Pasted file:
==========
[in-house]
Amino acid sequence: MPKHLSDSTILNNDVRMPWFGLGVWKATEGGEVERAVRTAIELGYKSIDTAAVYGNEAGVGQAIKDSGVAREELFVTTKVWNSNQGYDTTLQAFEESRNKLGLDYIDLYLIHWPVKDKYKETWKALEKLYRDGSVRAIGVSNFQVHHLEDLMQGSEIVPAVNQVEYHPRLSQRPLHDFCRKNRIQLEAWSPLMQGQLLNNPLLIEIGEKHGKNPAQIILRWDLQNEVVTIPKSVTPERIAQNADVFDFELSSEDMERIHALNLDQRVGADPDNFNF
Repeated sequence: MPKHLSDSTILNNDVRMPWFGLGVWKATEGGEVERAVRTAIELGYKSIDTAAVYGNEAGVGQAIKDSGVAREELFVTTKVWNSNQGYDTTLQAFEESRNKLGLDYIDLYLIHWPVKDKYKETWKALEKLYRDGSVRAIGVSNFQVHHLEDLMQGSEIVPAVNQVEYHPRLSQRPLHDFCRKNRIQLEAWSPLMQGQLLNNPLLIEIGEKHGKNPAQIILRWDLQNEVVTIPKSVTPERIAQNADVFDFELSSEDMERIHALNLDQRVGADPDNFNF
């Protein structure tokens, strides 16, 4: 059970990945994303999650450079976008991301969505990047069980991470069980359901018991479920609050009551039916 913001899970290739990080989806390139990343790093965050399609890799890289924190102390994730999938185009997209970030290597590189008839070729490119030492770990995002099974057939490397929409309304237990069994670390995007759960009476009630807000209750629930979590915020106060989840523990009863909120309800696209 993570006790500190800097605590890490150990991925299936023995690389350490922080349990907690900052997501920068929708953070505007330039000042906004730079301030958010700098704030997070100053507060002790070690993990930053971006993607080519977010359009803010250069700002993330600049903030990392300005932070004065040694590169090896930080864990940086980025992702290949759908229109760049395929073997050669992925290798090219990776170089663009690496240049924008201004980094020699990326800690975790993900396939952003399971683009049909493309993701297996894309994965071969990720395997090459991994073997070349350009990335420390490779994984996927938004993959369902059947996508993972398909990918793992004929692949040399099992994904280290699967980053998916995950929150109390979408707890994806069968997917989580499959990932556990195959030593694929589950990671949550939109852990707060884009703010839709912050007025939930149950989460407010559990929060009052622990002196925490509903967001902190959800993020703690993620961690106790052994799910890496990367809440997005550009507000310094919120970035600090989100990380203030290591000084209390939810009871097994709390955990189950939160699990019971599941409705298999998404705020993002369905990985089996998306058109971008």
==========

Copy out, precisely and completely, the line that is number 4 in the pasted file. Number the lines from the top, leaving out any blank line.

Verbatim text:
């Protein structure tokens, strides 16, 4: 059970990945994303999650450079976008991301969505990047069980991470069980359901018991479920609050009551039916 913001899970290739990080989806390139990343790093965050399609890799890289924190102390994730999938185009997209970030290597590189008839070729490119030492770990995002099974057939490397929409309304237990069994670390995007759960009476009630807000209750629930979590915020106060989840523990009863909120309800696209 993570006790500190800097605590890490150990991925299936023995690389350490922080349990907690900052997501920068929708953070505007330039000042906004730079301030958010700098704030997070100053507060002790070690993990930053971006993607080519977010359009803010250069700002993330600049903030990392300005932070004065040694590169090896930080864990940086980025992702290949759908229109760049395929073997050669992925290798090219990776170089663009690496240049924008201004980094020699990326800690975790993900396939952003399971683009049909493309993701297996894309994965071969990720395997090459991994073997070349350009990335420390490779994984996927938004993959369902059947996508993972398909990918793992004929692949040399099992994904280290699967980053998916995950929150109390979408707890994806069968997917989580499959990932556990195959030593694929589950990671949550939109852990707060884009703010839709912050007025939930149950989460407010559990929060009052622990002196925490509903967001902190959800993020703690993620961690106790052994799910890496990367809440997005550009507000310094919120970035600090989100990380203030290591000084209390939810009871097994709390955990189950939160699990019971599941409705298999998404705020993002369905990985089996998306058109971008």